Menlo Park Public Works Director Jesse Quirion has announced he is leaving the city Aug. 20 for a job with Google in Tennessee. He is the third high-level city employee whose departure has been announced within a week.
Assistant City Manager Starla Jerome-Robinson is retiring on July 31 and Finance Director Drew Corbett is leaving Aug. 14 to take the same post with the city of San Mateo.
Jesse Quirion, Menlo Park's public works director, has announced he is leaving in August to work for Google in Nashville, Tennessee. (Photo courtesy city of Menlo Park)
Mr. McIntyre said he does not see the three departures coming so close together as the sign of a problem in the city. "It's a coincidence," he said. "It's young people and their careers. They see opportunity and they take it."
Both Mr. Quirion and Mr. Corbett "are going off to much better, really, opportunities," he said. Mr. Corbett will have a more complex operation to work with, a bigger staff, and higher pay, Mr. McIntyre said.
Mr. Quirion will be able to relocate to the South, where both he and his wife are from, Mr. McIntyre said. He will be working on Google fiber projects, he said.
Mr. McIntyre said he had known Ms. Jerome-Robinson was retiring for several months, and that he knew Mr. Corbett was applying for jobs. "I knew when he applied to San Mateo, he'd get a job offer," he said.
Mr. Quirion's departure, however, was a surprise, he said. "I did not see this coming," he said. Mr. Quirion's desire to work for Google, in addition to being closer to his roots and making more money, makes sense to him, however. "He's always been what we call an early adapter of technology," Mr. McIntyre said.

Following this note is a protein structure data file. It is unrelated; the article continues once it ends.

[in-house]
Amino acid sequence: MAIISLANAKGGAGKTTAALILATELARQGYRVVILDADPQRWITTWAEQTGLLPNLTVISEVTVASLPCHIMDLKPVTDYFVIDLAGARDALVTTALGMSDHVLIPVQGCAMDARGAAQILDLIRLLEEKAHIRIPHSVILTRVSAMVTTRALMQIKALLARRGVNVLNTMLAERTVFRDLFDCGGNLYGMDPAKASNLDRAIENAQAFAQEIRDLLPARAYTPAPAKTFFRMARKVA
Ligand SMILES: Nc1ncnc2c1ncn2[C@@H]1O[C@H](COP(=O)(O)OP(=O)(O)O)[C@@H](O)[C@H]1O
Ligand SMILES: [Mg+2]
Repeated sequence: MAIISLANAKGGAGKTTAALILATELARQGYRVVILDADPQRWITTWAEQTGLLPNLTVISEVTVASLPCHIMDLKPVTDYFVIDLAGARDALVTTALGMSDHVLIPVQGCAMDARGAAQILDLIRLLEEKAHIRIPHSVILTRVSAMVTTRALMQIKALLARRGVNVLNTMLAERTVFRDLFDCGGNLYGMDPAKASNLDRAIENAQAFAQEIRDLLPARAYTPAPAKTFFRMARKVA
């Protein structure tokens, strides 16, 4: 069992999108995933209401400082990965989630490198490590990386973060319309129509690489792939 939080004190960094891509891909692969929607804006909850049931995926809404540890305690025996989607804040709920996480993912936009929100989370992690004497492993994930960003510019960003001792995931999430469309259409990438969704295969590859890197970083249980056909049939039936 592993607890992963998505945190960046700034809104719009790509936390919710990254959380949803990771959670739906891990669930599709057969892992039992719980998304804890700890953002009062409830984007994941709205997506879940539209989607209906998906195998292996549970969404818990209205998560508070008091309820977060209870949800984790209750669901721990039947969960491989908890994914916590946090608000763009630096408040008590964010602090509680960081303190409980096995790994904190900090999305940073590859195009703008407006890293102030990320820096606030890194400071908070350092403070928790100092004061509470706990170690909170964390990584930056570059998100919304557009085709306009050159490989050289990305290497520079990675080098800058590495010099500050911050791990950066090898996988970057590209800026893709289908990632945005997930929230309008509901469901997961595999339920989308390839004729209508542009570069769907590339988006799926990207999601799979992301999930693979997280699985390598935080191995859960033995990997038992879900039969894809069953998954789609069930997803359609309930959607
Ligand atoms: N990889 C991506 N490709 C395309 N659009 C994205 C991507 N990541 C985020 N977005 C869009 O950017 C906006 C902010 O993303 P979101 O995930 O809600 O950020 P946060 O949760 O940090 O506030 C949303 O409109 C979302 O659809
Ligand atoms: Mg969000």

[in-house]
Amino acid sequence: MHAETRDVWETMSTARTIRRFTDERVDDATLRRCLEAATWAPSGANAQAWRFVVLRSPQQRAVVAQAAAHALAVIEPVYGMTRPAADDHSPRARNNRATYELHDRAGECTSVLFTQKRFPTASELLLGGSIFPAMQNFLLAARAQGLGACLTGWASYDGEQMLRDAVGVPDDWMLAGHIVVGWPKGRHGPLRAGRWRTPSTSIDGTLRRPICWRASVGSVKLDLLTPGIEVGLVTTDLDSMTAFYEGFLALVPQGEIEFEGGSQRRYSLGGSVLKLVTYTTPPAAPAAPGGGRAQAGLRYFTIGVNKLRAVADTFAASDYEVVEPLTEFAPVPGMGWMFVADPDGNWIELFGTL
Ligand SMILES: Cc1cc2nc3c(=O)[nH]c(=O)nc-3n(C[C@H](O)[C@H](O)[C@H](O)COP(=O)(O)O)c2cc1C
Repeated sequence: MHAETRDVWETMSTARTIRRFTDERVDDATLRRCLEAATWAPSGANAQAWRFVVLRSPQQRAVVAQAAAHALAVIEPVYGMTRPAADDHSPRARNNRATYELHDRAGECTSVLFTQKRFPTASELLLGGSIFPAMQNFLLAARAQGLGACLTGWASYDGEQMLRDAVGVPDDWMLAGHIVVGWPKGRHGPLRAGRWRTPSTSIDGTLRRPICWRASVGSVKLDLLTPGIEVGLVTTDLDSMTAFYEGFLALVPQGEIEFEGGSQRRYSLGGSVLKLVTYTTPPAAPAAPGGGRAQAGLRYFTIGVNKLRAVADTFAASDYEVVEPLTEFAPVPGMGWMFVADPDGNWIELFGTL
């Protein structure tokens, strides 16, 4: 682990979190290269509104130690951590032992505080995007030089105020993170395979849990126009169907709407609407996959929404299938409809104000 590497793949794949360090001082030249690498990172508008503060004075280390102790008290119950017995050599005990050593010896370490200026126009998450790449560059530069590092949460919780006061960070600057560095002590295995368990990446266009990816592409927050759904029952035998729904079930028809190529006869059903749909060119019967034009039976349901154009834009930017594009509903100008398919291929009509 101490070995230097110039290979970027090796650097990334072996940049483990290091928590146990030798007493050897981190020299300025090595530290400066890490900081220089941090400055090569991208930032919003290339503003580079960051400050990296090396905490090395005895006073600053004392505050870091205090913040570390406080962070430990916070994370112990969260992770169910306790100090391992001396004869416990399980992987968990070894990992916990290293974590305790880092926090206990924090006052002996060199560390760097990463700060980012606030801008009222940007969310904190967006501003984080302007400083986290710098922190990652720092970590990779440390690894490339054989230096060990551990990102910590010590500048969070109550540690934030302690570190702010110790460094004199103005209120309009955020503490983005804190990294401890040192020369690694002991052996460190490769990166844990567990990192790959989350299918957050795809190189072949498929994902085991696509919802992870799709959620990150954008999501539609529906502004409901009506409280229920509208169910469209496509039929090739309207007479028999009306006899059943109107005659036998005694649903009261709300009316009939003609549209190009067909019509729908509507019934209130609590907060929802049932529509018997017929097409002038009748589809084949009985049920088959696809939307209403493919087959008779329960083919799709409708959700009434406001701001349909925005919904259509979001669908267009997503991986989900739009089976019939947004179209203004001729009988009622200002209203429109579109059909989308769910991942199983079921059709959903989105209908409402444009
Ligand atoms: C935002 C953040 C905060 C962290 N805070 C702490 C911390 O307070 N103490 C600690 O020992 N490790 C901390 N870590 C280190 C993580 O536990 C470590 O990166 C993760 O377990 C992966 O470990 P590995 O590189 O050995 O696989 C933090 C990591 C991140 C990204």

The city will survive this, Mr. McIntyre said.
"None of this is cataclysmic," he said. "We just can't afford any hiccups."
Mr. Quirion was only appointed public works director in December, but he had been filling in as interim director for the previous six months. He was hired by the city as transportation manager in 2013. He has a bachelor's degree in civil engineering from Embry-Riddle Aeronautical University and a master's in public administration from Nova Southeastern University.
Recruiting and hiring has become more difficult, Mr. McIntyre said, for several reasons. One is the cost of living on the Peninsula. Another is that the city's reduction in pension benefits for new hires means that luring an experienced employee away from another public agency can be hard if the current employer has a better pension plan.
Mr. McIntyre said he is in the process of hiring a search firm to help fill the positions.
"Finance and public works are probably the two hardest positions to recruit for and find good talent," he said.
Council member Peter Ohtaki said Mr. Quirion will be missed. "I'm so sad he's leaving," he said. "He's a great guy," who has moved a lot of projects forward during his time with the city, Mr. Ohtaki said.
"I appreciate his contributions to Menlo Park while he's been here," he said.
As for Mr. McIntyre, he definitely will not be taking the month of August off.
His job now, Mr. McIntyre said, "is to get people on board - to keep the ship straight and running."